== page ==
Grinnell wins big in Iowa tourism conference

Over the weekend, Grinnell received four out of the 12 Iowa Tourism Awards in the Rural Community category at the 2014 Iowa Tourism Conference. Grinnell’s Chamber of Commerce was in attendance to accept the awards.

Angela Harrington (second from the left), Emily Counts (third from the left) and Rachel Kinnick (fifth from the left), employees of the Chamber, pose  with their awards. Photo contributed.

Angela Harrington (second from the left), Emily Counts (third from the left) and Rachel Kinnick (fifth from the left), employees of the Chamber, pose with their awards. Photo contributed.

Grinnell won first place in “Outstanding Collaboration” in recognition of its winter ice skating rink, “Outstanding Event” for its annual Grinnell Games, “Outstanding Dining” to commend Prairie Canary and “Outstanding Social Media” in recognition of the efforts of the Grinnell Convention and Visitors Bureau, which is operated by the Grinnell Chamber of Commerce.

Grinnell also received second place in “Outstanding New Event” for Montezuma’s Monte Fest event, which was coordinated by the Chamber.

“We were thrilled to receive the four awards,” said Grinnell Chamber of Commerce Tourism Director Emily Counts. “We won one award last year, got second place the year before and received one first place award three years ago.”

The Iowa Tourism Conference is held every year and recognizes the best efforts in the tourism industry. All nominations for awards are reviewed and scored by tourism industry members. Twenty-four awards are handed out, 12 for both metro and rural communities.

“The Iowa Tourism Conference is the premier educational and networking event for tourism professionals” wrote Iowa Tourism Communications Manager Jessica O’Riley in an email to The S&B. “It provides industry members from across the state [the opportunity] to come together and learn from each other as well as from regional and national speakers.”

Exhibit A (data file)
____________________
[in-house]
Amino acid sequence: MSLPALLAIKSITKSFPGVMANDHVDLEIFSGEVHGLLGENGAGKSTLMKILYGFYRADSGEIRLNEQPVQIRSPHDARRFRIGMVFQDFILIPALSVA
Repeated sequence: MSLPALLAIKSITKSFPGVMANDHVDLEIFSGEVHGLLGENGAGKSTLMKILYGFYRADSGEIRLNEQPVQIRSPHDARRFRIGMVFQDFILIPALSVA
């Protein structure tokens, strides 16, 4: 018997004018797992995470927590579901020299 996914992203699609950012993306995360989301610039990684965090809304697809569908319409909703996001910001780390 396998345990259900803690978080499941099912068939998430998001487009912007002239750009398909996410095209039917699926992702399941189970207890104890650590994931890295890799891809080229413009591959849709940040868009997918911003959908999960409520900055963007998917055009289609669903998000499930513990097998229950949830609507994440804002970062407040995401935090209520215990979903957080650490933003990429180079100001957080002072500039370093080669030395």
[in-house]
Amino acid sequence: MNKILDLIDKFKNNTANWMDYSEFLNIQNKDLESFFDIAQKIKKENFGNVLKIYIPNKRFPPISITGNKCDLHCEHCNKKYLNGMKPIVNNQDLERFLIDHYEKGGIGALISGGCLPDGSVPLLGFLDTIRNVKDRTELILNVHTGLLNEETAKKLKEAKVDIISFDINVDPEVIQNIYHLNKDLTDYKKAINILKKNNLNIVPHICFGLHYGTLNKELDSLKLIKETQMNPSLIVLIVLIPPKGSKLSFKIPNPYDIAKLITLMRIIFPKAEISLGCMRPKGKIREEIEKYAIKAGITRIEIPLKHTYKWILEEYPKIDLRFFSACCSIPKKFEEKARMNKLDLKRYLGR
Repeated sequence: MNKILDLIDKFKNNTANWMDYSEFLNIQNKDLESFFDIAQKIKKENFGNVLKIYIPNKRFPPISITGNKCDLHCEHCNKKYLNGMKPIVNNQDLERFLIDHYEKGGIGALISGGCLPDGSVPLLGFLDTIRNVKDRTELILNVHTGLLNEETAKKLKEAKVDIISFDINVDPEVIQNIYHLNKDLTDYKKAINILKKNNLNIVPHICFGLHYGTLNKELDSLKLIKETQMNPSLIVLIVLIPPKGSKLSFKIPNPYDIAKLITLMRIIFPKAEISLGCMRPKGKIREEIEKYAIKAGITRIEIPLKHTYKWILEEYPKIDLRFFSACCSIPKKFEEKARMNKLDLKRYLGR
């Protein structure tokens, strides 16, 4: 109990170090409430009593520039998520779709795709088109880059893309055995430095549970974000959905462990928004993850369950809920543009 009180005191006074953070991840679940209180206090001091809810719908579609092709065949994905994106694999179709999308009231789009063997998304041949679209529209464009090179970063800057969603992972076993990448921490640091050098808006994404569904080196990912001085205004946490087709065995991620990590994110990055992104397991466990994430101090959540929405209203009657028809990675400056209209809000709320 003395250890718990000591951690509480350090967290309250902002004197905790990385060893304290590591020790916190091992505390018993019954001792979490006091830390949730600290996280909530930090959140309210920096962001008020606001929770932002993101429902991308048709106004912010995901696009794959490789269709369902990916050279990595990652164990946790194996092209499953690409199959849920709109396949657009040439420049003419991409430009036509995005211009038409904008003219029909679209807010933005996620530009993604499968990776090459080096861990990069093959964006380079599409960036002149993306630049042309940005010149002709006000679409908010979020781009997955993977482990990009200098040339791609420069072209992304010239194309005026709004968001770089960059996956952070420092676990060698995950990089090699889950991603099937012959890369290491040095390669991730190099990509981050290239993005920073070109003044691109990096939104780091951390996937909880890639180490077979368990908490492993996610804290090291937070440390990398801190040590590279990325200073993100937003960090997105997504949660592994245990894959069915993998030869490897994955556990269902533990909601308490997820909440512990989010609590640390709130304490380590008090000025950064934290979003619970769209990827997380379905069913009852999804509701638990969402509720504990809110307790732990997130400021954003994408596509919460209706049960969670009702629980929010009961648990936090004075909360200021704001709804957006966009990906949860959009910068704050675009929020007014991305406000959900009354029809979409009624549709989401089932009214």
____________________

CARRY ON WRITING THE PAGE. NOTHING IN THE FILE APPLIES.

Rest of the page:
A large factor of Grinnell’s “Outstanding Social Media” win was due to the Chamber of Commerce’s weekly email newsletter, which has close to 6,000 subscribers.

“I’m constantly amazed by how many people from around the state read our newsletter and remember topics from past weeks,” Counts said. “They’re very popular and have close to a 40 percent open rate—which is much more successful than the average for mass marketing.”

Counts is responsible for managing Grinnell’s social media presence to promote community events and individual businesses. Through Facebook, Twitter, Instagram and recently Pinterest, Counts is able to reach out to those in the community.

These social media platforms allow the Chamber of Commerce to develop a Grinnell “brand” that might attract more visitors.

“We’re still trying to find what our niche really is,” Counts said. “People know that Grinnell is a place to come and eat. They know that we’re an active community because of the Grinnell Games. We’re known for having a growing economy and a healthy, diverse base of business and industry. We’re working on branding Grinnell as a cool, funky town smack in the middle of the metros. I want Grinnell to be a cool small town that people from Des Moines can come to and see a college basketball game or eat at Prairie Canary.”

Prairie Canary’s winning of “Outstanding Dining” speaks not just to the quality of their food and management, but also to the efforts of the Chamber, which worked to create Iowa’s Best Bite Restaurant Challenge to fill the once-vacant property on Main Street. The challenge offered incentives for chefs from around the country to apply to open a restaurant. Prairie Canary beat out 42 other submissions to win the prize. 

“I nominated Prairie Canary for the award because it is, in my mind, one of Grinnell’s top tourist destinations,” Counts said. “A lot of visitors that come to Grinnell come to eat at Prairie Canary and they’ve won a following from around the country. It has helped to brand us.”

The four awards that Grinnell won recognize the hard work that the Chamber has done to make Grinnell attractive to current and potential residents and businesses.

“People ask what’s in our water,” Counts said. “And we’re working to keep that sentiment—we want to be a sustainable community in the long term.”